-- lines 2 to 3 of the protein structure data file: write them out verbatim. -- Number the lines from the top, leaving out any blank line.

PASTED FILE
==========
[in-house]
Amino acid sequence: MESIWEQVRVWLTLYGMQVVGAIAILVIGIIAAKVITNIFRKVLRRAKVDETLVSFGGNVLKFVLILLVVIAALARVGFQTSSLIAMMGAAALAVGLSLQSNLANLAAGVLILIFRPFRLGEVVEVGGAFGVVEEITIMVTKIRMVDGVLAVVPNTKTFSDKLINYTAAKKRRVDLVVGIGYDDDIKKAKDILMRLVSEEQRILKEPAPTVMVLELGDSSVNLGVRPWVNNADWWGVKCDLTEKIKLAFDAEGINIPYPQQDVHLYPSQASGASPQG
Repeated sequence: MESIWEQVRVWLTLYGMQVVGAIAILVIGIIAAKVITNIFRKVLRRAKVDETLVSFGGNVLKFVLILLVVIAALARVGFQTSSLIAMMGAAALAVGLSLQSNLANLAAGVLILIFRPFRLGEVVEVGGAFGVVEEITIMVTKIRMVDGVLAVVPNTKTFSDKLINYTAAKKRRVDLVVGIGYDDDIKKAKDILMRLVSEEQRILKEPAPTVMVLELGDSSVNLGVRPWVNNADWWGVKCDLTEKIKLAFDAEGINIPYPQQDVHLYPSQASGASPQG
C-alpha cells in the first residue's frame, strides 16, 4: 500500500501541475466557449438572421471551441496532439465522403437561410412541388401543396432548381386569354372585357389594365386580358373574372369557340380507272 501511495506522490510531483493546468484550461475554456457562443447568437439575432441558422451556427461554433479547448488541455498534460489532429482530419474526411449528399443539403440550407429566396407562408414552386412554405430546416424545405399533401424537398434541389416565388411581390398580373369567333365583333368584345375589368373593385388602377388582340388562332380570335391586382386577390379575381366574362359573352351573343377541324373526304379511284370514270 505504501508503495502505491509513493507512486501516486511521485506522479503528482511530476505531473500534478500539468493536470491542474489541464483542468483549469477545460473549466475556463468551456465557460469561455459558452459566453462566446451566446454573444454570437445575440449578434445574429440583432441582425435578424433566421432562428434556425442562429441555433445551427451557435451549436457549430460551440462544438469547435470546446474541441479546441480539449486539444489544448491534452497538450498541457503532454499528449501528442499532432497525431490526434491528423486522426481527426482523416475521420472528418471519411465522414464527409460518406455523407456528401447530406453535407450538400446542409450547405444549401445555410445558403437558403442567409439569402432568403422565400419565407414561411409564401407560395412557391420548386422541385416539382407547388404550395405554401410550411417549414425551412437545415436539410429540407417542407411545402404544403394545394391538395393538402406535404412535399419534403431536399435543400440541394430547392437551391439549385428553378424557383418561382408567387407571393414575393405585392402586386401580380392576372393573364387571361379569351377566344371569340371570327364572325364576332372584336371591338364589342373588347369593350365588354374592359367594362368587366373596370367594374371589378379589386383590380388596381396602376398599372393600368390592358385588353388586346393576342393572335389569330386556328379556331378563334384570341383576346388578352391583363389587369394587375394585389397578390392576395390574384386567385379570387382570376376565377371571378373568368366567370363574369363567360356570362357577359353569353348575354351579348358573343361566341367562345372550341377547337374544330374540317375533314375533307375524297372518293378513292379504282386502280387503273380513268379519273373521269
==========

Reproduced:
Amino acid sequence: MESIWEQVRVWLTLYGMQVVGAIAILVIGIIAAKVITNIFRKVLRRAKVDETLVSFGGNVLKFVLILLVVIAALARVGFQTSSLIAMMGAAALAVGLSLQSNLANLAAGVLILIFRPFRLGEVVEVGGAFGVVEEITIMVTKIRMVDGVLAVVPNTKTFSDKLINYTAAKKRRVDLVVGIGYDDDIKKAKDILMRLVSEEQRILKEPAPTVMVLELGDSSVNLGVRPWVNNADWWGVKCDLTEKIKLAFDAEGINIPYPQQDVHLYPSQASGASPQG
Repeated sequence: MESIWEQVRVWLTLYGMQVVGAIAILVIGIIAAKVITNIFRKVLRRAKVDETLVSFGGNVLKFVLILLVVIAALARVGFQTSSLIAMMGAAALAVGLSLQSNLANLAAGVLILIFRPFRLGEVVEVGGAFGVVEEITIMVTKIRMVDGVLAVVPNTKTFSDKLINYTAAKKRRVDLVVGIGYDDDIKKAKDILMRLVSEEQRILKEPAPTVMVLELGDSSVNLGVRPWVNNADWWGVKCDLTEKIKLAFDAEGINIPYPQQDVHLYPSQASGASPQG